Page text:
But the case for Van Buren's greatness goes beyond his being the least bad US president. While avoiding foreign wars, he did more than maintain the domestic status quo. He reduced the power and reach of central authority in the face of stiff resistance and thereby helped the American economy weather one of its most severe deflations. The Little Magician also brought an ideological clarity to American politics that has seldom been equaled. Although the Democracy would stray in significant and reprehensible ways from the principled course he had charted, his imprint still left an enduring legacy. The Democratic Party remained the political alliance with the strongest affinity for laissez-faire, personal liberty, and free trade until almost the turn of the century. All will acknowledge, I believe, that Americans once enjoyed greater freedom from government intervention than any other people on the face of the earth. For that accomplishment, Martin Van Buren deserves as much credit as any other single individual — and certainly more credit than any other president of the United States.:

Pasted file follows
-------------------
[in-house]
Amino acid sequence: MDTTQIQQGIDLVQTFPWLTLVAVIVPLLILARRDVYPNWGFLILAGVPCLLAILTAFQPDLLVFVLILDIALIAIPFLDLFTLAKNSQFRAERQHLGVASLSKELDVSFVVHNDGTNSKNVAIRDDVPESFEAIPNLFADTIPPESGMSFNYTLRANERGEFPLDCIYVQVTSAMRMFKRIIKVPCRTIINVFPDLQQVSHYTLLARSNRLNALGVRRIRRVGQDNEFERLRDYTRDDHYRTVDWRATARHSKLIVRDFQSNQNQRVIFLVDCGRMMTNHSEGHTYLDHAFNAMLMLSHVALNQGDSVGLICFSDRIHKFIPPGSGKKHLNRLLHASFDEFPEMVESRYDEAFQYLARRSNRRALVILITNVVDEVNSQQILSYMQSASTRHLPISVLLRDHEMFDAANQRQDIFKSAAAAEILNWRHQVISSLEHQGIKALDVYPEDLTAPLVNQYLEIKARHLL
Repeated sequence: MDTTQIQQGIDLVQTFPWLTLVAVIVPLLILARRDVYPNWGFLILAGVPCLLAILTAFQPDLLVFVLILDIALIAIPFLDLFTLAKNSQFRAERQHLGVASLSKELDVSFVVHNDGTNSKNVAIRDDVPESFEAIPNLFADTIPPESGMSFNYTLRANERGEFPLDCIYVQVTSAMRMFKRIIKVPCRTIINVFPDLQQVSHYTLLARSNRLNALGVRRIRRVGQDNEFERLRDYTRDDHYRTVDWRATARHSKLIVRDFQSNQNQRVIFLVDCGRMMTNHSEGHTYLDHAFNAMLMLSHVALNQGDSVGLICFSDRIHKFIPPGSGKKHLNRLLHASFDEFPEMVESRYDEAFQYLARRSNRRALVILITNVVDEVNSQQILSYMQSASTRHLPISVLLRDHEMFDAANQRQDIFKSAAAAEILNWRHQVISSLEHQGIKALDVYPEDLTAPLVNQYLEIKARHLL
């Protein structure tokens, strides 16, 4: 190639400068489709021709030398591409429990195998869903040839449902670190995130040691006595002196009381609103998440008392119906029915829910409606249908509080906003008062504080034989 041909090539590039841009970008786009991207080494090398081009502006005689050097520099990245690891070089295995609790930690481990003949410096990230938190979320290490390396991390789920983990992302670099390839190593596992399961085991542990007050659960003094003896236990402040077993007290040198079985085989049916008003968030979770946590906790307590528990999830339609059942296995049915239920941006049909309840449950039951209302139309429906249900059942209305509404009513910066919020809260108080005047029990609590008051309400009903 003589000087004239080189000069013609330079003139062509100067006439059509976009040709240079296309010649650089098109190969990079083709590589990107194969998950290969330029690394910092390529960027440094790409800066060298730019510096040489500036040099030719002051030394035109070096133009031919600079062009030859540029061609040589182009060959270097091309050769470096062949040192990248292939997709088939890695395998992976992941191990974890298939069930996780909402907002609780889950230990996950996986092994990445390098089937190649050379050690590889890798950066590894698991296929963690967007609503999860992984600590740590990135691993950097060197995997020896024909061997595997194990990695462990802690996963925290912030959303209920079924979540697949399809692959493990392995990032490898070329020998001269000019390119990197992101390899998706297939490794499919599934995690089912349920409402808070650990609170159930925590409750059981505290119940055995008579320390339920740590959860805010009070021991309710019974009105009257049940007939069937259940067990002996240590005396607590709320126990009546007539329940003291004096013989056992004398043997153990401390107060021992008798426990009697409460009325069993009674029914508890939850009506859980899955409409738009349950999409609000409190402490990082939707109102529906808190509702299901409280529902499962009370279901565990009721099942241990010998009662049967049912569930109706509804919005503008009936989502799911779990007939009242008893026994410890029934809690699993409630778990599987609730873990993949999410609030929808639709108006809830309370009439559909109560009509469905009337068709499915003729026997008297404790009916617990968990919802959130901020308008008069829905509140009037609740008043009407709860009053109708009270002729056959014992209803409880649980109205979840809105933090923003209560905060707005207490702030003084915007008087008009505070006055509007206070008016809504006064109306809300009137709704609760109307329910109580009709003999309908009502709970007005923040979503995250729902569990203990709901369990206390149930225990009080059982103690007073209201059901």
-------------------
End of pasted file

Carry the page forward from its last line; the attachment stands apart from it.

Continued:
Tuesday, December 7, 2010
Martin Van Buren: More Than Merely the Least Bad President?
Jeffrey Rogers Hummel thinks so. On this date in 1836, Martin Van Buren was elected our eighth president. Hummel describes Van Buren as "An American Gladstone," and describes his presidential actions as they related to both foreign and domestic policy. In an excerpt from his contribution Reassessing the Presidency, Hummel has this to say about why he considers Van Buren a great president: